- NEWS FLASH (July, 2009)
- Soboba 62-year water battles not over yet!
Just when the Soboba Band of Luiseño Indians thought their water battle was over with the signing of the Soboba Band of Luiseño Indians Settlement Act by President George W. Bush on July 31, 2008 the Obama administration has decided that it doesn’t have the money to pay the tribe the $11 million dollars the federal government owes the tribe as its part of the settlement with the tribe....
Soboba Tribe Settles 62-year Water Struggle
By Ernie C. Salgado Jr., Soboba Tribal Member
On July 31, 2008 President Bush's signature the Soboba Band of Luiseño Indians Settlement Act into law ending a 62-year-old Soboba Tribal water rights dispute involving the Eastern Municipal Water District and Metropolitan Water District.
Tribal Chairman Adam Castillo filed the original lawsuit in 1946. “It’s been a long process” Soboba Tribal Chairman, Robert J. Salgado said at the dedication luncheon held at the Soboba Spring Country Club on
Friday, August 15, 2008.
In the above news photograph, Congresswoman Mary Bono Mack presents a copy of the Soboba water rights settlement to Soboba tribal Chairman Robert Salgado Sr. during a ceremony on August 15, 2008 at the Soboba Springs Country Club in San Jacinto.
The settlement ends 63 years of Dispute between the tribe, the federal government and local Water Districts in the San Jacinto Valley.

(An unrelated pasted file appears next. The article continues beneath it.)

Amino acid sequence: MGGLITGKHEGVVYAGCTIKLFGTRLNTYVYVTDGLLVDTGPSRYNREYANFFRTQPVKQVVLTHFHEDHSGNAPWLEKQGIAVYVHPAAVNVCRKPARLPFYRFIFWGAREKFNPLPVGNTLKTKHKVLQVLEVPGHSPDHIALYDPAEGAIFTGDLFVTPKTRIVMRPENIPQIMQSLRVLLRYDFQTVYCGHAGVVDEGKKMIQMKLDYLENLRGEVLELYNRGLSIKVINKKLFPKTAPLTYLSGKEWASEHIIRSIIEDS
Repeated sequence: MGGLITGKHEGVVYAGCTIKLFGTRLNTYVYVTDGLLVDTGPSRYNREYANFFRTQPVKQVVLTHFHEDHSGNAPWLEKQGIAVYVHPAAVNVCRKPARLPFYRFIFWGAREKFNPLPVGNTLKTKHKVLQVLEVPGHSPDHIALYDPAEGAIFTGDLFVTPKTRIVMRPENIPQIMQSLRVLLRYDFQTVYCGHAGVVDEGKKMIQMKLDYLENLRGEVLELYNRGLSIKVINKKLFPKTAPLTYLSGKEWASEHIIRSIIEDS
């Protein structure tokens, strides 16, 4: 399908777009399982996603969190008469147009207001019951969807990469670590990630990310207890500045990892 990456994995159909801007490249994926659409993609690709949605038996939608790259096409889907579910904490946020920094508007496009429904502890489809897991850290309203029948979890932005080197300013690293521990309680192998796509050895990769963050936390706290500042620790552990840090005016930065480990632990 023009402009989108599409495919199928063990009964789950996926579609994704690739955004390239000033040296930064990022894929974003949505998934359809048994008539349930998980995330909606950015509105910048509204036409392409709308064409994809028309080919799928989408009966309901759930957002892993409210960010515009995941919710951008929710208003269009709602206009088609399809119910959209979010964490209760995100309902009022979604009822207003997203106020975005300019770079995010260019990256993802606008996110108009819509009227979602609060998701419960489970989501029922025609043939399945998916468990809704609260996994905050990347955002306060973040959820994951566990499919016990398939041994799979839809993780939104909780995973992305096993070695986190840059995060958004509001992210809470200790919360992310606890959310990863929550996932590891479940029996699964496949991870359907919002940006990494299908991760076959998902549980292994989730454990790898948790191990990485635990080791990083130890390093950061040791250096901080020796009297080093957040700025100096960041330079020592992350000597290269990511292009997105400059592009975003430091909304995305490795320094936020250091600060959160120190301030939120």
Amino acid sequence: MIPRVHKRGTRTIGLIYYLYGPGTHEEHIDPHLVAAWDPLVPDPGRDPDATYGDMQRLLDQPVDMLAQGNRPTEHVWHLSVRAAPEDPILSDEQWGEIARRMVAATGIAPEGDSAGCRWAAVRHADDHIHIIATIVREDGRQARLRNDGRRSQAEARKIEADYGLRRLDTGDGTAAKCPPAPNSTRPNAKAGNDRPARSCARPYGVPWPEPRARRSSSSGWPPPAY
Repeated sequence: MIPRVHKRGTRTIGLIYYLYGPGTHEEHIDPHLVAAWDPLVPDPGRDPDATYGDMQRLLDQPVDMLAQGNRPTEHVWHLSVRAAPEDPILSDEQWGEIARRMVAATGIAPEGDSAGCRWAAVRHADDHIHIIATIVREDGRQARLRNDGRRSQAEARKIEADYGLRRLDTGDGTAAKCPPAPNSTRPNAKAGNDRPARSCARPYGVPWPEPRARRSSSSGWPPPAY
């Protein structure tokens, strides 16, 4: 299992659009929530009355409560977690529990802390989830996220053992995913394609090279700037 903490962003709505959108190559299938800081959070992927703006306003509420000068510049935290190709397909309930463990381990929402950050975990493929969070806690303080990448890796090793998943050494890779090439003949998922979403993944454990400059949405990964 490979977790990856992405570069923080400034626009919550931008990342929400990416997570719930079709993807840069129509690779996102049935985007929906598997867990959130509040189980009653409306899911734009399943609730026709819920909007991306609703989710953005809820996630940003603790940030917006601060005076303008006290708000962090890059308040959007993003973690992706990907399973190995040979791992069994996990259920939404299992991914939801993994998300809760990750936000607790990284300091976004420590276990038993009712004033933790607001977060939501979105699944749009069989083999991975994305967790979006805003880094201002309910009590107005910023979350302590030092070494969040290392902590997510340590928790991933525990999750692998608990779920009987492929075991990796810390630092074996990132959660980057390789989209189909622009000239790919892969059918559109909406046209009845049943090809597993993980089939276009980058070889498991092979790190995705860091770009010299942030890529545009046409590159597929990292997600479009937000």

Secretary of the Interior, Dirk Kempthorne referred to the Soboba water rights settlement Friday as "an evaporation of a litigation cloud," and a showing of how cooperation can ensure a water supply and protection of the resource both for the Soboba Band of Luiseño Indians and other San Jacinto Valley water users in the future.
Chairman Salgado, in congressional testimony earlier this year, described how the tribe grew melons, beans, corn and fruit trees in irrigated fields.
Chairman Salgado testified that the loss of the reservation water supply completely destroyed the economic base of the tribe.
Chairman Salgado said no amount of money will ever compensated the tribal member for the decades they were forced to live without the basic supply of water.
Chairman Salgado told the congressional committee he remembers as a young boy having to haul water in five-gallon containers from the nearby city of San Jacinto just to survive.
We are not bitter or hold any animosity against anyone he told the committee he has just made us as a people stronger so that we are better prepared to face the next challenge to our Tribal Sovereignty.
ERNIE C. SALGADO JR
Tribal: Soboba Indian Reservation
Web Site: www.apapas.com
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